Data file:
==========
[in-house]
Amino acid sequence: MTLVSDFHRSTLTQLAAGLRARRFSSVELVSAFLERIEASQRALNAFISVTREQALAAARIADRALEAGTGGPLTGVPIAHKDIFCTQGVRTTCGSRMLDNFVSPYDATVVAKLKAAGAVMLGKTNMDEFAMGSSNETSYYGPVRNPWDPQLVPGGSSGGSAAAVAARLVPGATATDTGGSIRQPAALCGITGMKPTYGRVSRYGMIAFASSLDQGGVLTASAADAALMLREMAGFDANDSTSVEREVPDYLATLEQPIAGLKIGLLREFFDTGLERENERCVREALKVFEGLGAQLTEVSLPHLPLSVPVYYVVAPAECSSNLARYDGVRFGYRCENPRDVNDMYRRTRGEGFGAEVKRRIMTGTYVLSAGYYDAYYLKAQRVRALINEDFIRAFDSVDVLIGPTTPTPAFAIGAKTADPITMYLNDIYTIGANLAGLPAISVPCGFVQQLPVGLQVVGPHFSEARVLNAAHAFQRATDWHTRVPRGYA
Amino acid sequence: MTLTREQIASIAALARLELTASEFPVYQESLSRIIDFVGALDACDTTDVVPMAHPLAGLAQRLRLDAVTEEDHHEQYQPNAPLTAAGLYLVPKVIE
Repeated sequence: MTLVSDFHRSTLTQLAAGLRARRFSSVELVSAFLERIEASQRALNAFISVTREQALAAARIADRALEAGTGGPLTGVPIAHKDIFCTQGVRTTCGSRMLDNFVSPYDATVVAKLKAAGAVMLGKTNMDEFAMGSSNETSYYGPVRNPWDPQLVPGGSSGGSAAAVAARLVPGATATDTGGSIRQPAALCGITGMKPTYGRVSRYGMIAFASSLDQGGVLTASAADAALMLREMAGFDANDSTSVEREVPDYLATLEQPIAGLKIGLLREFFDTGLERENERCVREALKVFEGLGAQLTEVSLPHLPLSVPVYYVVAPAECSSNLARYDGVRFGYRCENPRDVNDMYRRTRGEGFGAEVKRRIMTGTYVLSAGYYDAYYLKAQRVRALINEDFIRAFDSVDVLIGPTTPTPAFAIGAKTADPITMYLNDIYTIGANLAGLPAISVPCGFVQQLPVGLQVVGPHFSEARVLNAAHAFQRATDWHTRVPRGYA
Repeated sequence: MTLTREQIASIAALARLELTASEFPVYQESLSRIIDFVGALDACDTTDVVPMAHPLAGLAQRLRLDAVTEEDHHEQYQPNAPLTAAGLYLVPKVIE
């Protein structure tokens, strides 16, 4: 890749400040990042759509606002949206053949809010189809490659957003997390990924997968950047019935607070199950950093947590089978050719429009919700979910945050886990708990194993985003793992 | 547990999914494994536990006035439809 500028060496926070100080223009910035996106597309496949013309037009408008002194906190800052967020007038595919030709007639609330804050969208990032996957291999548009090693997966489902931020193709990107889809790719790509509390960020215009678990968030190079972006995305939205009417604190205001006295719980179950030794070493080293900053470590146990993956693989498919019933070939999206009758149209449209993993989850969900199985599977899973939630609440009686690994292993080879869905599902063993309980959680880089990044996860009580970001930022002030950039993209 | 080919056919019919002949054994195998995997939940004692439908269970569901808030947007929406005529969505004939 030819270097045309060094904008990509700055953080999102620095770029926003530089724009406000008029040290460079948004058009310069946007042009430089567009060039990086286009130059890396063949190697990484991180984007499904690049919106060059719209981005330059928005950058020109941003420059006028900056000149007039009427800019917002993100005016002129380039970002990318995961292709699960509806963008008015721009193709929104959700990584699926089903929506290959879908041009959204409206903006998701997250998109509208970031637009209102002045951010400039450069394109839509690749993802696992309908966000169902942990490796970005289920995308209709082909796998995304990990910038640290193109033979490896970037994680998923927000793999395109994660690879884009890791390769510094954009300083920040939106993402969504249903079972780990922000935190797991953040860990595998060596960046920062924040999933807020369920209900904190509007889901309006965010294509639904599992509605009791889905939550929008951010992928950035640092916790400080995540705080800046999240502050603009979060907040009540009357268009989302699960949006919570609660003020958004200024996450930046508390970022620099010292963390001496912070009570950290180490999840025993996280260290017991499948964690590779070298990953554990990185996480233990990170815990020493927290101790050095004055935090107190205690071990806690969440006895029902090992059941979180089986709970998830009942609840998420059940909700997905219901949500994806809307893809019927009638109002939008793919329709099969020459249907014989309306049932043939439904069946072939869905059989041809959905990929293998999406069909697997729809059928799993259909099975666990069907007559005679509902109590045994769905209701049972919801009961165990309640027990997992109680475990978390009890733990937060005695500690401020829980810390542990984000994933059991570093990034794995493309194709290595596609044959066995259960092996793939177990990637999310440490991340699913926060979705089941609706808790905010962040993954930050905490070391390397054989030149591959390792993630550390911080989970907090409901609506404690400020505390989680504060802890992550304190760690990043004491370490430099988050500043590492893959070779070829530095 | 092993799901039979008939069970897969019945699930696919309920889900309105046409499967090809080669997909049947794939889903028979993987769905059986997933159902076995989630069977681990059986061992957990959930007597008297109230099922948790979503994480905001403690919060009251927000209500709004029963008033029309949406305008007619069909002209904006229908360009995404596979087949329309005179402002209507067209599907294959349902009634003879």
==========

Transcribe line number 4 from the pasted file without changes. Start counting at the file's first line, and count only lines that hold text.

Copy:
Repeated sequence: MTLVSDFHRSTLTQLAAGLRARRFSSVELVSAFLERIEASQRALNAFISVTREQALAAARIADRALEAGTGGPLTGVPIAHKDIFCTQGVRTTCGSRMLDNFVSPYDATVVAKLKAAGAVMLGKTNMDEFAMGSSNETSYYGPVRNPWDPQLVPGGSSGGSAAAVAARLVPGATATDTGGSIRQPAALCGITGMKPTYGRVSRYGMIAFASSLDQGGVLTASAADAALMLREMAGFDANDSTSVEREVPDYLATLEQPIAGLKIGLLREFFDTGLERENERCVREALKVFEGLGAQLTEVSLPHLPLSVPVYYVVAPAECSSNLARYDGVRFGYRCENPRDVNDMYRRTRGEGFGAEVKRRIMTGTYVLSAGYYDAYYLKAQRVRALINEDFIRAFDSVDVLIGPTTPTPAFAIGAKTADPITMYLNDIYTIGANLAGLPAISVPCGFVQQLPVGLQVVGPHFSEARVLNAAHAFQRATDWHTRVPRGYA